Saturday, May 22, 2010
Yesterday was my last day on the PICU.  I ended the month with mixed emotions.  There were some very hard days throughout the rotation, where it seemed like parts of critical care were futile, that we were fighting a losing battle with technology that only delayed death.  But there were days, and patients, where we saw it work, and saw kids who otherwise would have died, get better. 

There was one little girl who was already in the PICU when I arrived last month.  She was just over a month old, and had spent her entire life in the hospital.  She was born with a congenital heart malformation called Tetrology of Fallot (tetrology meaning four specific malformations, Fallot being the guy who got to name it).  Because of the severity of her malformation, she underwent surgical correction within a few days of birth.  Following her surgery, she went into cardiac arrest and required CPR.  This lead to kidney failure, and she needed dialysis.  She became extremely swollen, gaining almost twice her body weight in fluid distributed throughout all her tissues.  When I came on service, they were trying to figure out WHY she was so swollen and how to make it go away.  For weeks, they'd made no progress.  In addition to the swelling and renal failure, she had an open chest wound because after her heart surgery they were unable to close the skin and tissue over her sternum because of the swelling.  This open incision was covered with a wound vac and could not be closed until the swelling went down.

For the first two weeks or so I was on service, we seemed to make little progress.  Her kidneys didn't work so dialysis was the only way to get fluid off.  We cut down the amount we gave her between medications and feedings, but it didn't seem to help.  She had profuse diarrhea and was becoming malnourished, but nothing seemed to stop it.  She was on a ventillator because she couldn't expand her lungs with the pressure in her chest from extra fluid, and we couldn't wean it at all over those two weeks.  For the first week I was there, we were pretty sure she wasn't going to make it.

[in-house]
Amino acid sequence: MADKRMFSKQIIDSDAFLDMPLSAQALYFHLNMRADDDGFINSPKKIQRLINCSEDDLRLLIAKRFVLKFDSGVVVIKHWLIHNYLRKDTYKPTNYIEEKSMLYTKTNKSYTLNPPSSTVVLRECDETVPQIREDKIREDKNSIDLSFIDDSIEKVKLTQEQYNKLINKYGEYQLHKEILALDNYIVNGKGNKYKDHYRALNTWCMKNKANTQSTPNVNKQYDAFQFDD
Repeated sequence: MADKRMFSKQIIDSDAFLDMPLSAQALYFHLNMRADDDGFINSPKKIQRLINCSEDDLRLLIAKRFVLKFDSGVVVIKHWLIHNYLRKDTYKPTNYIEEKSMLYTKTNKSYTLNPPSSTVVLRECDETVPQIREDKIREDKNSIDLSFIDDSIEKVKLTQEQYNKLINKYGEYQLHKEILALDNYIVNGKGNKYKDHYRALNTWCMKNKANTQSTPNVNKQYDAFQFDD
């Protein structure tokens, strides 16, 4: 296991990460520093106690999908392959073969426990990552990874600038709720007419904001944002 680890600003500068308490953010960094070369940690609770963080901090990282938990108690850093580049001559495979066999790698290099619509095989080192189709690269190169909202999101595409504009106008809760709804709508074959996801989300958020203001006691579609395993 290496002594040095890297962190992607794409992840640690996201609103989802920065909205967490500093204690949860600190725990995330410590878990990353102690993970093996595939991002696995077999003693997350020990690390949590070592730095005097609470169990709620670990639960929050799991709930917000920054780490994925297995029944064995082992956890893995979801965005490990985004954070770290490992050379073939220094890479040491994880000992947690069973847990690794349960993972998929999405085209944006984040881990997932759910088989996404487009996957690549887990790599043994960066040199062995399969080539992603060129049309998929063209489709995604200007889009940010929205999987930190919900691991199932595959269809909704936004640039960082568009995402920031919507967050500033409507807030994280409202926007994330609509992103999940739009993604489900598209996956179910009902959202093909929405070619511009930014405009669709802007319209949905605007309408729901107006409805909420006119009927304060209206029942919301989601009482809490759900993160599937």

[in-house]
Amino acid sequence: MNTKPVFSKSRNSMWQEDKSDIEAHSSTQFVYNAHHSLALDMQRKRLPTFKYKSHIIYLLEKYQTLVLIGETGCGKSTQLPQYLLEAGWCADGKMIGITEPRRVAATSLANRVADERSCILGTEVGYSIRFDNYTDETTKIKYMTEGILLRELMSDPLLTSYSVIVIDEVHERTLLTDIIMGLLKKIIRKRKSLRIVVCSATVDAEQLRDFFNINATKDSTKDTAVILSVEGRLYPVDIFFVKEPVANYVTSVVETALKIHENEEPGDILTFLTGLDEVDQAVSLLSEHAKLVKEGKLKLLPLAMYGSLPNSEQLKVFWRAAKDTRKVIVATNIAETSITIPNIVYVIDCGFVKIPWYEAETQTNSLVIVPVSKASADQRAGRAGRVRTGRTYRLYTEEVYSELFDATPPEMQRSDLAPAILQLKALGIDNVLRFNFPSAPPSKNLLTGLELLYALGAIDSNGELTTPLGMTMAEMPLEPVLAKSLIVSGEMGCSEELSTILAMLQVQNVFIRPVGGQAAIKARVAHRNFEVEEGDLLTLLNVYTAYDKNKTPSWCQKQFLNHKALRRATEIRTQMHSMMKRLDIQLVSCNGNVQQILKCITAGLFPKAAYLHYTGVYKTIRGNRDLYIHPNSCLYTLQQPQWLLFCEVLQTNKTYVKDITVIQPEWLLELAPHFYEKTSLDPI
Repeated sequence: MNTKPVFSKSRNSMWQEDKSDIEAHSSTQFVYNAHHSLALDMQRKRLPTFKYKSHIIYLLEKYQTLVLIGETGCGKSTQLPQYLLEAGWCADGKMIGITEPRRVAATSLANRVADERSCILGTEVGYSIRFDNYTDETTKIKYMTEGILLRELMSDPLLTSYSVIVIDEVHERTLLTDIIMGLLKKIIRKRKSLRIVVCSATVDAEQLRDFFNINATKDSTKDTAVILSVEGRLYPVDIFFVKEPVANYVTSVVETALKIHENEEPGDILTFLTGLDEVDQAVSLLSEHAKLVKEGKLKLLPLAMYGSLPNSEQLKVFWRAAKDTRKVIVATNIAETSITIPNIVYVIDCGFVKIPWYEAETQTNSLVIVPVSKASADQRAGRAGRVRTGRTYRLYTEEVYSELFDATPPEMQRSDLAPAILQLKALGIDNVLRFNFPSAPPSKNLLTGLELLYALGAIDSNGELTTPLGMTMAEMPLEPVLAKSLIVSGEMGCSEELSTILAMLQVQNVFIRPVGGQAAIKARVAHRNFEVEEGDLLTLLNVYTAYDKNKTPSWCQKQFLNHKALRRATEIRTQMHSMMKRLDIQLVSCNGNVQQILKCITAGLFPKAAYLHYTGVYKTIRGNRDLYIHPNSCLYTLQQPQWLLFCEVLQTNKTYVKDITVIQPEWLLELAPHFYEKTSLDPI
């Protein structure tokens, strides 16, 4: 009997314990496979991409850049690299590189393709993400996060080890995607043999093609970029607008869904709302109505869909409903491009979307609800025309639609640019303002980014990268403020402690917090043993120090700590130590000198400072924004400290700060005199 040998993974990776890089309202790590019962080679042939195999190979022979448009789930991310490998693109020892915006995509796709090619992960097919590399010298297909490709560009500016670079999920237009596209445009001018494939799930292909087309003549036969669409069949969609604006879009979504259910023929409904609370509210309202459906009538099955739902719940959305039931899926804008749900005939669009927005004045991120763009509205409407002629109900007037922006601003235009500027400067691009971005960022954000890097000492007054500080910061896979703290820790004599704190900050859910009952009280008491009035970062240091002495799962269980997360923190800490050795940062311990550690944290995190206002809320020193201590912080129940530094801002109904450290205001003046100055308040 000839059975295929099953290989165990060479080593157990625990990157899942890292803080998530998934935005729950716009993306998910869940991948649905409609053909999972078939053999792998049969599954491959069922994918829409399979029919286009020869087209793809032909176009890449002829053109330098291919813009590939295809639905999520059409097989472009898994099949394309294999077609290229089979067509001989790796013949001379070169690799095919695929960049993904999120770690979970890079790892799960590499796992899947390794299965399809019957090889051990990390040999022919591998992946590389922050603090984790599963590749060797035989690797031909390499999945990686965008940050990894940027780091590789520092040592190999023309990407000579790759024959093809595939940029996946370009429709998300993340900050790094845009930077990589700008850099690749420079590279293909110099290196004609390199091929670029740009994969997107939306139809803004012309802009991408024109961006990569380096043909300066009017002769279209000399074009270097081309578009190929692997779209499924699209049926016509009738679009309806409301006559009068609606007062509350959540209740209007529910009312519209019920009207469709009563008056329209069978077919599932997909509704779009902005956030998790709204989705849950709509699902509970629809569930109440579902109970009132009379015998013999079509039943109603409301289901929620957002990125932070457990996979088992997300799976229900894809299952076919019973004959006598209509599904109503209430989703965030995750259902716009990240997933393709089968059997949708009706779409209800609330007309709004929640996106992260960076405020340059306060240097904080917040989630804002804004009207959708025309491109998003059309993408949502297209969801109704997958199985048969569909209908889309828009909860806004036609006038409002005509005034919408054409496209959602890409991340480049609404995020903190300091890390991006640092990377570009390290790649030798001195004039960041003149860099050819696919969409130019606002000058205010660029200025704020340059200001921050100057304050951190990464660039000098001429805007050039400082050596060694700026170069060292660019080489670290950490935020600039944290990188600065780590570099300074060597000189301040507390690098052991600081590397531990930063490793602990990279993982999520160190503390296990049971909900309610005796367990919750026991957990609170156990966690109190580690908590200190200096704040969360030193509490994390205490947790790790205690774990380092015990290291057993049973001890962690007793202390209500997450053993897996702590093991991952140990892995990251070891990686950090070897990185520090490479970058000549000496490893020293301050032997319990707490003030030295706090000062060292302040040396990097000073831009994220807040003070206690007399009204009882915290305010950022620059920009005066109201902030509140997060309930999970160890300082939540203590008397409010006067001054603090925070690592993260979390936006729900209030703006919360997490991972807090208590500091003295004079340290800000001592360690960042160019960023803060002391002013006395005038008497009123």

But we kept tweaking medications, and gave her a little time.  About the beginning of my third week, she started making urine again, a symbol that her kidneys might be starting to work again.  Her diarrhea slowed down.  She was negative for the first day ever (negative meaning she lost more fluid that she gained in a day).  She lost a little weight.  And day after day, she got a little better.  Some days were not good, and she made no progress or backslid a little.  But overall she continued to improve.  I called her the little biggest loser baby, losing weight each day to get back to her normal weight.  This week we were able to send her to the OR to have the incision on her chest closed. 

She was still on the ventillator when I left Friday, still getting dialysis to help remove fluid.  She was far from ready to go home, and not out of the woods.  But she went from probably dying at the beginning of my time in the PICU, to probably going to be ok at the end. 

So, 1 4th year rotation down and 11 to go.  I think it's going to fly!  Next up is study month.  I will spend 4 weeks making my own schedule, studying for 8-10 hours a day and doing something with the others.  I won't have interesting stories to share... well, I will.  But they won't have anything to do with the hospital.  On June 11th, I take Step 2: Clinical Knowledge.  And then I go on vacation.

Until next time,


About Me

I am a Family Medicine intern at a community hospital in Indiana, navigating the new world of being a physician. I am privileged to work in a field I love, where every day is a new and unpredictable challenge.
I am not only a doctor, but also a cyclist, runner, DIYer in the making, lover of the outdoors, traveler, and human.
Human, MD is a glimpse into the world of a young doctor who is just trying to stay true to herself through the grueling whirlwind of residency.


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